RICHARD ROBERTS Biography - Pioneers, Explorers & inventors


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Name: Richard Roberts                                                                 
Born: 22 April 1789                                                                   
Died: 11 March 1864                                                                   
Richard Roberts (22 April 1789 - 11 March 1864) was a British engineer whose         
development of high-precision machine tools contributed to the birth of               
production engineering and mass production.                                           
Roberts was born at Llanymynech, on the border between England and Wales. He was     
the son of William Roberts, a shoemaker, who also kept the New Bridge tollgate.       
Roberts was educated by the parish priest, and early found employment with a         
boatman on the Ellesmere Canal and later at the local limestone quarries. He         
received some instruction in drawing from Robert Bough, a road surveyor, who was     
working under Thomas Telford.                                                         
Roberts then found employment as a pattern-maker at Bradley Iron works,               
Staffordshire, and, probably in 1813, moved to a supervisory position in the         
pattern shop of the Horsely Iron works, Tipton. He had gained skills in turning,     
wheel-wrighting and the repair of mill work. He was drawn for the militia and to     
avoid this made for Liverpool, but finding no work there shifted to Manchester,       
where he found work as a turner for a cabinet-maker. He then moved to Salford         
working at lathe- and tool-making. Because the militia was still seeking him, he     
walked to London, where he found employment with Henry Maudslay as a fitter and       
At Maudslays he absorbed his master's philosophy of 'the importance of accurate       
machine tools where hand work was replaced by mechanisms.' [Ref to Hills, below]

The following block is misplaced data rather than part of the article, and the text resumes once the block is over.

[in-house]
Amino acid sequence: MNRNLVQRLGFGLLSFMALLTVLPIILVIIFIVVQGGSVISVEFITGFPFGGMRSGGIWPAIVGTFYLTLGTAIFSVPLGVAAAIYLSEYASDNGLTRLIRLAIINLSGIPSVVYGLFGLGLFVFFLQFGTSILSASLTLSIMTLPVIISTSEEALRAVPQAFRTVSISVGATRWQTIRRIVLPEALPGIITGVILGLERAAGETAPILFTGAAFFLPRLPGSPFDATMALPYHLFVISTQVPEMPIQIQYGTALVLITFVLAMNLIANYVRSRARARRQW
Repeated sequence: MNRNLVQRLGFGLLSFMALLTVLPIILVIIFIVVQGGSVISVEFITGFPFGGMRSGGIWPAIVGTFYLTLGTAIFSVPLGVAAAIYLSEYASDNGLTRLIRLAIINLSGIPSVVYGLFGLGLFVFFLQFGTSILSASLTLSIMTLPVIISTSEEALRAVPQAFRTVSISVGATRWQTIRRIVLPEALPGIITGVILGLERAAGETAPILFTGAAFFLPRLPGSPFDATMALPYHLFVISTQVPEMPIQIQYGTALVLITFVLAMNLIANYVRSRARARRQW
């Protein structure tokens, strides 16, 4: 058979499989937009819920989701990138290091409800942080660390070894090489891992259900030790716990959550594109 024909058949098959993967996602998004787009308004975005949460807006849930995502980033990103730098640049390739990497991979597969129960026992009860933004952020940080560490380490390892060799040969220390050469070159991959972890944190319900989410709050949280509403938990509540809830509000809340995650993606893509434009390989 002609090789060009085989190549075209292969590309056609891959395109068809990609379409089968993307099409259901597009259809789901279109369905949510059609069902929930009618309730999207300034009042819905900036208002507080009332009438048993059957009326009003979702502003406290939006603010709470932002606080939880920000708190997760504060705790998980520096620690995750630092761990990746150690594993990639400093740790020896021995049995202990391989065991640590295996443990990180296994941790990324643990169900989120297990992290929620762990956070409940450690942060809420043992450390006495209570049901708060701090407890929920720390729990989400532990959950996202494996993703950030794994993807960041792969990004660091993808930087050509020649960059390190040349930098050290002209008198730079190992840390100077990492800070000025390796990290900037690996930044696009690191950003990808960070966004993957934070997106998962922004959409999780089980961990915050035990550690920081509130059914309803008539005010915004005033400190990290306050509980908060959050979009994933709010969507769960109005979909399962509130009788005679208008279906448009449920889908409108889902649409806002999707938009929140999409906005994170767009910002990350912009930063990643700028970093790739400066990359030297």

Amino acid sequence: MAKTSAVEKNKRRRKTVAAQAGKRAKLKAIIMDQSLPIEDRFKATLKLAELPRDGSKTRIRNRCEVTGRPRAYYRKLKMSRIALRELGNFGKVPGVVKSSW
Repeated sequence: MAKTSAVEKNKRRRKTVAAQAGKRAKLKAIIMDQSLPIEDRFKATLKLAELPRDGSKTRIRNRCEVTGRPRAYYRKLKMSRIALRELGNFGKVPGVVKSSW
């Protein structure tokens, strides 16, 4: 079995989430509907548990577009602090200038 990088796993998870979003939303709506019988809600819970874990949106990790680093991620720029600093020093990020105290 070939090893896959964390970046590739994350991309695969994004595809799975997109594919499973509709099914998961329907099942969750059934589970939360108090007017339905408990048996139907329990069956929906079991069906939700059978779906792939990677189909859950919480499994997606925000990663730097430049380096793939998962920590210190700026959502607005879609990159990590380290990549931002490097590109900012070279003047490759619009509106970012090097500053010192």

By 1816, when defeat of Napoleon had removed the threat of the militia, it was       
safe for him to return north, he had set up at Manchester as a 'turner of plain       
and eccentric work at No 15 Deans Gate.' The lathe was upstairs in a bedroom         
driven by a big wheel in the basement turned by his wife. Nothing is known of         
her origins or even name. Roberts soon moved into New Market Buildings at Pool       
Fold, and was described as a 'Lathe and Tool Maker'.                                 
Roberts built a range of machine tools, some to his own design, the first being       
a gear-cutting machine. For accurately checking the dimensions of the gears he       
adapted the sector, which he developed for sale to other engineers. Roberts           
adopted rotary cutters, which he had seen used at Maudslays. This is one of the       
earliest records of a milling cutter used in engineering. In 1817 he made a           
lathe able to turn work 6ft long. This had a back gear to give an increased           
range of speeds, and a sliding saddle to move the tool along the work. The           
saddle was driven by a screw through gearing which could be disengaged when the       
end of the cut was reached. Also in 1817 he built a planing machine to allow the     
machining of flat surfaces. Previous to this flat surfaces were laboriously made     
by hand with the fitter using hammers and chisels, files and scrapers to get a       
true surface. Following the success of his power loom (see below), in 1825 he         
invented a slotting machine to cut keyways in gears and pulleys to fasten them       
to their shafts. Previously this was done by hand chipping and filing. The tool       
was reciprocated vertically, and by adopting Maudslay's slide rest principle, he     
made the work table with a universal movement, both straight line and rotary so       
that the sides of complex pieces could be machined. Later he developed the           
shaping machine, where the cutting tool was reciprocated horizontally over the       
work, which could be moved in all directions by means of screw-driven slides.         
Examples of his machine tools are in the collections of the National Museum of       
Science and Industry, London.                                                         
Roberts also manufactured and sold sets of stocks and dies to his range of           
pitches, so other engineers could cut threads on nuts and bolts and other             
machine parts.                                                                       
Roberts's inventions had a seminal influence on other machine-tool engineers,         
including Joseph Whitworth, when he came to Manchester, a decade later. His           
efforts have been largely overlooked by later writers until now.                     
Roberts moved his business in 1821, to the Globe Works in Faulkner Street.           
Whilst there he improved a reed-making machine, originally invented by the           
American Jeptha Avery Wilkinson, and in 1822 he patented a power loom. This was       
made entirely of iron and being precision-made was able to operate at high speed.     
They were turned out at the rate of 4000 per year by 1825. In 1824 he invented       
his most famous machine, the self-acting spinning mule, and patented it in March     
1825. These were made in hundreds, and Roberts made extensive use of templates       
and gauges to standardise production.